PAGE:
Voters Mandate Trees On Top Of Buildings

While Denver Mayor Continues To Eliminate Parks And Open Space

by Glen Richardson

Fortunately for Denver residents who enjoy living plants and trees, the voters on November 7, 2017, approved by a 54% to 46% margin Ordinance 300 – Denver Green Roof Initiative. The voter-initiated ballot question was the brainchild of Denver resident Brandon Rietheimer and a group of environmental activists. The initiative mandates new buildings larger than 25,000 square feet dedicate some of their roof space to trees, plants, solar panels or a mix. Existing buildings are not included unless they either expand to above 25,000 square feet or need a new roof.

Some Denver residents in the future may have to rely on their rooftops to see or touch trees and plants as Denver Mayor Michael Hancock is proceeding at a breakneck pace to eliminate trees, parks and open space within the City and County of Denver. “It is a new asphalt jungle,” stated Allen Clark, the owner of Clark’s Downing Street Auto Body, to The Denver Post. “We’re looking at areas where you can barely walk between the buildings. They don’t even bother to put grass in front of them anymore.”

Denver once was a leading city in amount of open space per resident. Today according to the Trust for Public Land it is down to 9.3 acres per thousand residents which is significantly below the national median of 13.1 in the 100 most populated cities and less than a third of adjoining Aurora.

The browning of Denver continues on unabated under Mayor Hancock. It was announced that Park Hill Golf Course will no longer be. Instead the land will be parceled out to developers either by the Clayton Trust or Denver. The Clayton Trust was administrated by the City and County of Denver originally but city officials were caught selling its land to friends at below market prices. It is now run by an independent board ostensibly for the benefit of pre-kindergarten kids and early childhood education. Some critics opine that it appears to them that one of the primary financial beneficiaries of the Clayton Trust these days could be President and CEO Charlotte M. Brantley and her extensive “executive team” with their salaries and benefits.

The City and County of Denver wants the almost 200 acres to be sold on the installment basis and critics charge they would then sell it to high density developers that just might be friends and backers of Mayor Hancock and his administration.

It is unclear why the Board of the Clayton Trust could not simply sell the land to their own friends and acquaintances at below market prices as almost is a tradition with the Clayton Trust. The Clayton Trust was set up after the death of George Washington Clayton in 1899 to help orphan boys between ages 6 and 10 but has been a tempting target of municipal and corporate corruption ever since.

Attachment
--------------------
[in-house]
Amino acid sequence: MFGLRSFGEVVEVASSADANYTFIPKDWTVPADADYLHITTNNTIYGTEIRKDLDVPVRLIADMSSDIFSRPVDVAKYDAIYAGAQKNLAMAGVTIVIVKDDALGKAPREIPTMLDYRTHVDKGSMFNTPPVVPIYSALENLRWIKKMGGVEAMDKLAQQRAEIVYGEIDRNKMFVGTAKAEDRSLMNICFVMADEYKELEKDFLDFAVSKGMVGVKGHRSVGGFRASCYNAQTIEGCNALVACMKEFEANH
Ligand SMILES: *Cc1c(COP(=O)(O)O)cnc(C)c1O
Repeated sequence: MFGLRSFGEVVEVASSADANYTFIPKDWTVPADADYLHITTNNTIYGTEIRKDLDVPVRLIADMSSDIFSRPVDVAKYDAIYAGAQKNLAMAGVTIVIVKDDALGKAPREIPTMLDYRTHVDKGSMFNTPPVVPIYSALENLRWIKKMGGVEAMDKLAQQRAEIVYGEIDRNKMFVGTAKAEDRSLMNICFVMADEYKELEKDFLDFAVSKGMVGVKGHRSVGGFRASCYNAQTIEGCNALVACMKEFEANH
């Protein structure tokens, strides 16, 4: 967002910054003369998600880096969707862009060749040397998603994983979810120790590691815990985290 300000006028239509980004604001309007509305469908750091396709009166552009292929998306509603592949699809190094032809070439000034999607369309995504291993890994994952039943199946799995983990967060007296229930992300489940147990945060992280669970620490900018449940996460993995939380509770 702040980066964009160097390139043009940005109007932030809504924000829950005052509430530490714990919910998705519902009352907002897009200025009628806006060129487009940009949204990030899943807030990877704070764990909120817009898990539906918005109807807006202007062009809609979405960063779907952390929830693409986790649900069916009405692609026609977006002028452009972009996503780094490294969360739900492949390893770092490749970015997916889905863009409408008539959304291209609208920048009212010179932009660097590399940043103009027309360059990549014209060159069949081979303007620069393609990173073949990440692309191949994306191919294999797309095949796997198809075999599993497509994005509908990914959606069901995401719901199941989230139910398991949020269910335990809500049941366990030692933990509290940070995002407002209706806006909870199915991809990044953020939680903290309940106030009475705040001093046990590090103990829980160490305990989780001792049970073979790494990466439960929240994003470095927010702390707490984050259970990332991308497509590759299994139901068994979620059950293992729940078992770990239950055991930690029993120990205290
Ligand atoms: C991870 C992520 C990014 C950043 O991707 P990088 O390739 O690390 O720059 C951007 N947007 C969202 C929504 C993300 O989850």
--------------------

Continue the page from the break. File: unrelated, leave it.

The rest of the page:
It is not known what will be done with the 20 to 30 million dollars the land will bring to whomever sells it but that will be among other things that keep the ample salaries and benefits of Ms. Brantley and her cohorts flush for a very long time to come.

At the same time, the partial destruction of City Park Golf Course proceeds ahead for an expansive drainage hole. District Court Judge Arthur Goldberg ruled that “the loss of a mature (tree) canopy is materially detrimental to the habitat and the neighborhood,” that the project could imperil the course’s historic status, and that he hated to see it closed for construction. Nonetheless, he ruled in favor of the City and County of Denver over its citizens once again. The City and County of Denver has never lost a lawsuit brought by citizens over parks and open space destruction during the entire Hancock Administration.

The City is so confident that the court system will always find in its favor, the City Council approved the commencement of the destruction of 261 trees on City Park Golf Course even before the court had even ruled.

At the same time, the Colorado Supreme Court refused to hear the citizens’ appeal on the destruction of a portion of Hentzell Park which had been traded for an office building in downtown Denver. In addition, this past summer, the City Council approved the destruction of Ruby Hill Park for a permanent concert venue and the closing of adjacent Overland Park Golf Course for a portion of each summer for a temporary concert facility.

As stated by Overland Park neighborhood resident James Cook, “I am glad the Green Roof Initiative passed as it will allow kids and families in Denver to remember what a beautiful city Denver once was before the high-density developers bought the mayor and the city council and commenced their destruction of parks and open space in the name of profit and progress.”

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